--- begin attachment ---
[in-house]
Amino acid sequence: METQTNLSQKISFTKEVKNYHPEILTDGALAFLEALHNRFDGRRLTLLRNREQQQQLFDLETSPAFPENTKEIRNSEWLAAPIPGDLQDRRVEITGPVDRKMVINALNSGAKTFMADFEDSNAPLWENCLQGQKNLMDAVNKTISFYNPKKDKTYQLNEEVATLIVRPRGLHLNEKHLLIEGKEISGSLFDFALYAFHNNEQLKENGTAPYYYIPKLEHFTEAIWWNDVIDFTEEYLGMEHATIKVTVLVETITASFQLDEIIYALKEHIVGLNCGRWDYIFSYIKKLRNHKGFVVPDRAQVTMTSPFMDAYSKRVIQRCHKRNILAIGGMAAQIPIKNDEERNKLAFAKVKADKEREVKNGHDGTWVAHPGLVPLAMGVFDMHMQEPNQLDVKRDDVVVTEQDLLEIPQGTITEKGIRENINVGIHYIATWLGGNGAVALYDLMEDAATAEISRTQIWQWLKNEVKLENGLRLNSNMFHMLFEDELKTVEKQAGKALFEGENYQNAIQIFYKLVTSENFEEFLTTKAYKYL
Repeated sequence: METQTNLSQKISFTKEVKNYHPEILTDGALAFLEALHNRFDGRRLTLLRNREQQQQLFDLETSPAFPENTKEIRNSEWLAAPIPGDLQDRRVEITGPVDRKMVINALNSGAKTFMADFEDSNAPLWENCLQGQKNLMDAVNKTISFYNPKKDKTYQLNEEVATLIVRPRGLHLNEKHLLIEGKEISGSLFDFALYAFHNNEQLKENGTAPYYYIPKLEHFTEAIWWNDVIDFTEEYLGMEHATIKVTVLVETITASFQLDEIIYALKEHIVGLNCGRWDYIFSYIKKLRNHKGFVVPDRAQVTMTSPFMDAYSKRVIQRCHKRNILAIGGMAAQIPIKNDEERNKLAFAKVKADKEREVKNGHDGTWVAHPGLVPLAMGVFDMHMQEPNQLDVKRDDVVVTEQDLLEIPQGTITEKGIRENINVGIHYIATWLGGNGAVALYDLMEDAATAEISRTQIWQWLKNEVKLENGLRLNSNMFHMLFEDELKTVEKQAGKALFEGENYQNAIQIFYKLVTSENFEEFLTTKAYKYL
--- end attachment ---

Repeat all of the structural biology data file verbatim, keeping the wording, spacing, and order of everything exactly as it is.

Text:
[in-house]
Amino acid sequence: METQTNLSQKISFTKEVKNYHPEILTDGALAFLEALHNRFDGRRLTLLRNREQQQQLFDLETSPAFPENTKEIRNSEWLAAPIPGDLQDRRVEITGPVDRKMVINALNSGAKTFMADFEDSNAPLWENCLQGQKNLMDAVNKTISFYNPKKDKTYQLNEEVATLIVRPRGLHLNEKHLLIEGKEISGSLFDFALYAFHNNEQLKENGTAPYYYIPKLEHFTEAIWWNDVIDFTEEYLGMEHATIKVTVLVETITASFQLDEIIYALKEHIVGLNCGRWDYIFSYIKKLRNHKGFVVPDRAQVTMTSPFMDAYSKRVIQRCHKRNILAIGGMAAQIPIKNDEERNKLAFAKVKADKEREVKNGHDGTWVAHPGLVPLAMGVFDMHMQEPNQLDVKRDDVVVTEQDLLEIPQGTITEKGIRENINVGIHYIATWLGGNGAVALYDLMEDAATAEISRTQIWQWLKNEVKLENGLRLNSNMFHMLFEDELKTVEKQAGKALFEGENYQNAIQIFYKLVTSENFEEFLTTKAYKYL
Repeated sequence: METQTNLSQKISFTKEVKNYHPEILTDGALAFLEALHNRFDGRRLTLLRNREQQQQLFDLETSPAFPENTKEIRNSEWLAAPIPGDLQDRRVEITGPVDRKMVINALNSGAKTFMADFEDSNAPLWENCLQGQKNLMDAVNKTISFYNPKKDKTYQLNEEVATLIVRPRGLHLNEKHLLIEGKEISGSLFDFALYAFHNNEQLKENGTAPYYYIPKLEHFTEAIWWNDVIDFTEEYLGMEHATIKVTVLVETITASFQLDEIIYALKEHIVGLNCGRWDYIFSYIKKLRNHKGFVVPDRAQVTMTSPFMDAYSKRVIQRCHKRNILAIGGMAAQIPIKNDEERNKLAFAKVKADKEREVKNGHDGTWVAHPGLVPLAMGVFDMHMQEPNQLDVKRDDVVVTEQDLLEIPQGTITEKGIRENINVGIHYIATWLGGNGAVALYDLMEDAATAEISRTQIWQWLKNEVKLENGLRLNSNMFHMLFEDELKTVEKQAGKALFEGENYQNAIQIFYKLVTSENFEEFLTTKAYKYL